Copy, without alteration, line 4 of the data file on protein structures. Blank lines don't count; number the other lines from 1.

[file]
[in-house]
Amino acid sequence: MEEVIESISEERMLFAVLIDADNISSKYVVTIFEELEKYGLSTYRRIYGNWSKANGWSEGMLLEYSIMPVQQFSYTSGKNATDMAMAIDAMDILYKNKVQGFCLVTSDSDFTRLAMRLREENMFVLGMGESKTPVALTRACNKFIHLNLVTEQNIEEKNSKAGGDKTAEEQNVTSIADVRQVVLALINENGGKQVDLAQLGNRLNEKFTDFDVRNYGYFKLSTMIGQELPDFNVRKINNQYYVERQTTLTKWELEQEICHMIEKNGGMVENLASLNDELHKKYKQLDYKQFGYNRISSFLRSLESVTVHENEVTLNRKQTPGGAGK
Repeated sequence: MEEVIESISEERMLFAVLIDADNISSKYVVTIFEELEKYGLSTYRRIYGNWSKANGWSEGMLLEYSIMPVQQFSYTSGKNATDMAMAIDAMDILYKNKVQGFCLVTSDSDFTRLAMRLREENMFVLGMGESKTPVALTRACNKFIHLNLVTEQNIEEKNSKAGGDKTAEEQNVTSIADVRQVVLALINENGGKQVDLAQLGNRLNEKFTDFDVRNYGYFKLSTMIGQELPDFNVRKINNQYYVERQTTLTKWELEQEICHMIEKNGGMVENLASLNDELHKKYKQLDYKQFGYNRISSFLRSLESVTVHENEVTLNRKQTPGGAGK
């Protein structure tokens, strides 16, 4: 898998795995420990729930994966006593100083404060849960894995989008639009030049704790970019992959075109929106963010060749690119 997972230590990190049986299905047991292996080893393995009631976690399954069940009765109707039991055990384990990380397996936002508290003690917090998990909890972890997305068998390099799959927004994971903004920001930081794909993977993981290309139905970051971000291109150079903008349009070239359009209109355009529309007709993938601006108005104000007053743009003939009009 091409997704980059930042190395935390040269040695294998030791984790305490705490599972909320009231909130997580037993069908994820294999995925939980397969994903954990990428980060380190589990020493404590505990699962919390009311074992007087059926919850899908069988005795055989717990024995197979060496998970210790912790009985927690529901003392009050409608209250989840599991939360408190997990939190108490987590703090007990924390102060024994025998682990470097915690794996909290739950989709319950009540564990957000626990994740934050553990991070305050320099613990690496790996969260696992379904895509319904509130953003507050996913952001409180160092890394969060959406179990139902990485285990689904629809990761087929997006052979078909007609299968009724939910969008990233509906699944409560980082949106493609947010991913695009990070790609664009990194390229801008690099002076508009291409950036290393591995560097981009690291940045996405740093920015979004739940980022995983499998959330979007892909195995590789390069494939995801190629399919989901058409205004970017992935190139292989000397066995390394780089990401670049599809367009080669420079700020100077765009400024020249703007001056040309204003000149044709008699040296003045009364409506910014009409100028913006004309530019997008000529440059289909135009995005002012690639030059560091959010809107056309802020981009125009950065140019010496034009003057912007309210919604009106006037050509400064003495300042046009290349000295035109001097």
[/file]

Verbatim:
């Protein structure tokens, strides 16, 4: 898998795995420990729930994966006593100083404060849960894995989008639009030049704790970019992959075109929106963010060749690119 997972230590990190049986299905047991292996080893393995009631976690399954069940009765109707039991055990384990990380397996936002508290003690917090998990909890972890997305068998390099799959927004994971903004920001930081794909993977993981290309139905970051971000291109150079903008349009070239359009209109355009529309007709993938601006108005104000007053743009003939009009 091409997704980059930042190395935390040269040695294998030791984790305490705490599972909320009231909130997580037993069908994820294999995925939980397969994903954990990428980060380190589990020493404590505990699962919390009311074992007087059926919850899908069988005795055989717990024995197979060496998970210790912790009985927690529901003392009050409608209250989840599991939360408190997990939190108490987590703090007990924390102060024994025998682990470097915690794996909290739950989709319950009540564990957000626990994740934050553990991070305050320099613990690496790996969260696992379904895509319904509130953003507050996913952001409180160092890394969060959406179990139902990485285990689904629809990761087929997006052979078909007609299968009724939910969008990233509906699944409560980082949106493609947010991913695009990070790609664009990194390229801008690099002076508009291409950036290393591995560097981009690291940045996405740093920015979004739940980022995983499998959330979007892909195995590789390069494939995801190629399919989901058409205004970017992935190139292989000397066995390394780089990401670049599809367009080669420079700020100077765009400024020249703007001056040309204003000149044709008699040296003045009364409506910014009409100028913006004309530019997008000529440059289909135009995005002012690639030059560091959010809107056309802020981009125009950065140019010496034009003057912007309210919604009106006037050509400064003495300042046009290349000295035109001097």